Wed, Oct 16, 2013 - Page 8 News List

EDITORIAL: 4G auction dangerously overheated

The government should be on alert amid skyrocketing bid prices for the nation’s forth-generation (4G) spectrum. The bids have already soared to NT$93.92 billion (US$3.2 billion) in the latest bidding round yesterday, making the price 2.6 times the floor price of NT$35.9 billion after 28 days of intensive bidding.

The bid price indicates that local telecoms have to pay at least NT$696 million per megahertz (MHz) as the nation plans to sell 135MHz during the bidding that is expected to end by end of next month. That cost has greatly exceeded the NT$117 million per MHz license cost paid by telecoms in Hong Kong at a 4G spectrum auction earlier this year. It also approaches the NT$850 million per MHz paid by German telecoms during a 4G spectrum auction in 2010.

This cost comparison shows that Taiwan’s 4G license cost is expensive and it could take more time for local telecoms to profit from selling 4G services, given Taiwan’s smaller market. Taiwan has less than a third of Germany’s 81.89 million people.

Taiwan’s market is three times as large as Hong Kong’s, but its 4G bid price has soared to 6 times that of Hong Kong’s 4G license fee. And the price is expected to rise further to close to a warning mark of NT$100 billion mark as the bidding process is still on going.

This is in spite of National Communications Commission pricing rules designed to avoid just such overheating. Apparently, the rule does not work as expected. To prevent the bidding price from surging out of control, bidders are only allowed to submit a new bid that is at most 6 percent higher than the bids in the previous round.

CLSA Asia-Pacific Markets has warned that rising 4G auction bids will negatively impact the business prospects of local telecoms. The brokerage said high 4G spectrum fees will become a financial burden on local telecoms as it will take longer to recover the cost. CLSA expects shares of local telecoms to come under selling pressure once the price surpasses NT$100 billion.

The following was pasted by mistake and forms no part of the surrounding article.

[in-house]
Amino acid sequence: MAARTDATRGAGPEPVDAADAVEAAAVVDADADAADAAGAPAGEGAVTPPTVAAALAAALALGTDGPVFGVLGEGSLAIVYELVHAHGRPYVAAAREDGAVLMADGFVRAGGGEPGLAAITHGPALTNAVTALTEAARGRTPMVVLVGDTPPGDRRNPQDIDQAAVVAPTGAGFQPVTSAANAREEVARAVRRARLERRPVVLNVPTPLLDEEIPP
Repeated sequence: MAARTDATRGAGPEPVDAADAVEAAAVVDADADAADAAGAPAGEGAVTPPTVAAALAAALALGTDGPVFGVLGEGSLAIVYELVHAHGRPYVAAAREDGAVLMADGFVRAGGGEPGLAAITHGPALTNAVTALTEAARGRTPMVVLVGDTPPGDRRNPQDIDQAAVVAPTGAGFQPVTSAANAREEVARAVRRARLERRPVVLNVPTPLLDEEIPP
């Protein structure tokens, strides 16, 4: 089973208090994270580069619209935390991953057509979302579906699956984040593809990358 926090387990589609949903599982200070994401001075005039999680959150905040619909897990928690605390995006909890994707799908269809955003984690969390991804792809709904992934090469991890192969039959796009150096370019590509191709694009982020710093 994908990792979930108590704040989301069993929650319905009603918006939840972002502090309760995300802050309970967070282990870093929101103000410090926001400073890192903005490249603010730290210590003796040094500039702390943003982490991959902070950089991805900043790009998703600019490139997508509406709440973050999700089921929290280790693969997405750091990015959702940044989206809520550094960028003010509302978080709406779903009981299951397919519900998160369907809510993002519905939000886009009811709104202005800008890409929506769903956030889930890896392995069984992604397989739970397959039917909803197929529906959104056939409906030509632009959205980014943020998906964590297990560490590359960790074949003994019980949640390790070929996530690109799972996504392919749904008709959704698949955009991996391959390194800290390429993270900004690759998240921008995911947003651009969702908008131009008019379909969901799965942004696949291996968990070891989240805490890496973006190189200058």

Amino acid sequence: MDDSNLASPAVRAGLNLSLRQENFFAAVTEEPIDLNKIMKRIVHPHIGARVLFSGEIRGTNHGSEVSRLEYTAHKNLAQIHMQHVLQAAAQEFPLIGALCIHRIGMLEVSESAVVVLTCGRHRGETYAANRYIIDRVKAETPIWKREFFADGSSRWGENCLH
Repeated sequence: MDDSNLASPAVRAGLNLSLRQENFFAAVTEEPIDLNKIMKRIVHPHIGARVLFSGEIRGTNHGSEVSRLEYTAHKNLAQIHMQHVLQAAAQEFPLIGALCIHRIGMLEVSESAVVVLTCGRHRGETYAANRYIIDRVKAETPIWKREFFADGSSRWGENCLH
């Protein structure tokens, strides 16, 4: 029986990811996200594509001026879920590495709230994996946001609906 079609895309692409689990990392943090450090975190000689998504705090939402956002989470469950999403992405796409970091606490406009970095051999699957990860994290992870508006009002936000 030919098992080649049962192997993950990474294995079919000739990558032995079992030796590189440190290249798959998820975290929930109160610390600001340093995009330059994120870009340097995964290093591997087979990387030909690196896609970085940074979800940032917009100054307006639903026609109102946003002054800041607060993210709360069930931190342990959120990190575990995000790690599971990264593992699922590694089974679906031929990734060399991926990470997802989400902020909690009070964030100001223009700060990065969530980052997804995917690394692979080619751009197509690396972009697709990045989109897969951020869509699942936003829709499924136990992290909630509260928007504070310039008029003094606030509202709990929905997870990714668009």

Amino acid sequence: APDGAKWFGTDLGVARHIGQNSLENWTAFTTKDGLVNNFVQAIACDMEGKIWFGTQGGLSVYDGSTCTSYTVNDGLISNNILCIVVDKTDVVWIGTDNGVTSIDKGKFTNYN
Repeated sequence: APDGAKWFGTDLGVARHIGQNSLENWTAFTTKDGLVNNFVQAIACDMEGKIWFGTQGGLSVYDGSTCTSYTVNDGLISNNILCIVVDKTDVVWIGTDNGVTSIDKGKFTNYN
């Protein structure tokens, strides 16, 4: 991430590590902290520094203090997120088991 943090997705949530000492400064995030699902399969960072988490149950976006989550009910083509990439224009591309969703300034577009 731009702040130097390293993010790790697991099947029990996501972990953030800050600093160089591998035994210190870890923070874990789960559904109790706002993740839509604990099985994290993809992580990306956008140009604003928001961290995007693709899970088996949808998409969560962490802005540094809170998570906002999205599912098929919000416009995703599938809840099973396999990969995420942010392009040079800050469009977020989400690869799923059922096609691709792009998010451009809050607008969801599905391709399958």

The 4G bid price yesterday was also much higher than the NT$48.9 billion paid in the 3G auction in 2002, when the final auction price was only 45 percent higher than the floor price. Local 3G operators already struggle to turn a profit, and some have been operating at a loss since the 3G spectrum opened, only now turning a profit.

As it is becoming difficult to create new 4G applications in addition to high-speed data transmission, new 4G license holders will again face a challenge of turning 4G into a profitable business. Increasing service charges will be the easiest solution, but that means passing the costs onto consumers.

The government should beware that the high 4G license costs will lead to expensive 4G services, or even hamper its popularity.

Apparently, the six 4G bidders including the big three telecoms firms — Chunghwa Telecom Co, Taiwan Mobile Co and Far EasTone Telecommunications Co Ltd — will continue to increase their bids for the 4G spectrum because they cannot afford not to get a 4G license as their role as data transmitters becomes a cash cow.

In this pivotal moment, the commission must intervene and call a time-out before this 4G “gambling,” as some local telecoms have called the auction, gets out of control.

The auction will certainly result in a boost to the national coffers, but the cost of that cash infusion might be the health of the nation’s telecoms industry, or the dwindling bank accounts of millions of consumers.

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